Got interviews but no offers? Reinvent the interview to win the job.
More info

What is Ask The Headhunter?
Ask a question
Terms of Service
Who is this guy?

Custom editions of this Newsletter are available to publishers, corporations, professional associations, and schools.

Just ask.

Welcome to the Ask The Headhunter Newsletter, which you can expect to receive weekly in your mailbox.

Readers' Comments
Your column and book have helped me immensely. I was downsized twice in the last 9 months but found jobs based on your suggestions and at one point had 4 job offers in front of me. All of this because I went into the interview to "do the work."

Rick Stanley

What is Ask The Headhunter?
Since starting ATH in 1995, I have answered over 15,000 questions about job hunting and hiring... click here to learn more!

Ask A Question
If you have a question, send it to me. I can't answer every question I receive, but each week I'll publish a Q&A that I think everyone will find helpful. (Don't worry; I won't publish your name if your question is selected. Please note that by submitting a question you agree to make it the property of North Bridge Group, Inc.)

Did you like something you read here? Did my advice bug you? Is there a general topic you'd like to see covered? Have an idea about how to improve this newsletter? Please let me know.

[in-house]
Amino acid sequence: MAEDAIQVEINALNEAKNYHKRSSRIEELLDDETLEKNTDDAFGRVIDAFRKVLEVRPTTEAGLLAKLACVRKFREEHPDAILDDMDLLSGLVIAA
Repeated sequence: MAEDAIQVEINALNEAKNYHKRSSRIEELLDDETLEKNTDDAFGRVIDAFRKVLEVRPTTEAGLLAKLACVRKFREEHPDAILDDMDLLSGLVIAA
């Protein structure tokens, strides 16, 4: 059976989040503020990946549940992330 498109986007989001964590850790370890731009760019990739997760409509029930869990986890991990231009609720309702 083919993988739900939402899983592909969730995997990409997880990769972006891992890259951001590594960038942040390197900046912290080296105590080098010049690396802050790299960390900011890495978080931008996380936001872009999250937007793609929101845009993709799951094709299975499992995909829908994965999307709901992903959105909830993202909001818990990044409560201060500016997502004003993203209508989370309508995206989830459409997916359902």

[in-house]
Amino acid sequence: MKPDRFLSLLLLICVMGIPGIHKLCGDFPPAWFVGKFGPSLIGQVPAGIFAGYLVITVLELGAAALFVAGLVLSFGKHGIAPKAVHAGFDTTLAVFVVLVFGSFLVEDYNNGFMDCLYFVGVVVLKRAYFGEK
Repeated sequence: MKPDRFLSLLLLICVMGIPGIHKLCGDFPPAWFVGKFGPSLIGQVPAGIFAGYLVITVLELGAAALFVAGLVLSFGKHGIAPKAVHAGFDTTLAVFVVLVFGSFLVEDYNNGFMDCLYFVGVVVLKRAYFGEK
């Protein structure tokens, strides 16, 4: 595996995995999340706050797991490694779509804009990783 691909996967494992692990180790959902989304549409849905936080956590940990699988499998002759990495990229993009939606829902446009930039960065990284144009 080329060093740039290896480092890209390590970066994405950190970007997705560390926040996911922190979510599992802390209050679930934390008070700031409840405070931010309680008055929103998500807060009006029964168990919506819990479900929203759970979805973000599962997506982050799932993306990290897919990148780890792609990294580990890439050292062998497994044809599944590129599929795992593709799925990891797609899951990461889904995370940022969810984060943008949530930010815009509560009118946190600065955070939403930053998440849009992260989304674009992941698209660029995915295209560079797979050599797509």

Thank you for subscribing!

Nick Corcodilos
Ask The Headhunter®


This newsletter is copyright-protected. Please see notice at bottom of newsletter. Copying, posting on newsgroups, re-distributing, re-printing, and re-publishing are prohibited. However, you can purchase a license to use this content legally.
Just ask.


Visit    Ask A Question    Feedback    Subscribe   Cancel/Change: See bottom of email

Contents of this publication Copyright 1995-2008 North Bridge Group, Inc. All rights reserved. For personal use only.
Reprinting, republication or redissemination, including posting to news groups, is expressly prohibited. (You may share a copy, without altering it in any way, with a friend for personal use, but please ask friends to sign up for their own subscriptions.) Ask The Headhunter® and other titles are trademarks or registered trademarks of North Bridge Group, Inc. and Nick Corcodilos.

Terms of service & disclaimer. In brief: All information herein is offered as-is and without warranty of any kind.
Neither North Bridge Group, Inc., nor its employees nor contributors are responsible for any loss, injury, or damage, direct or consequential, resulting from your choosing to use any information presented here. Click for details.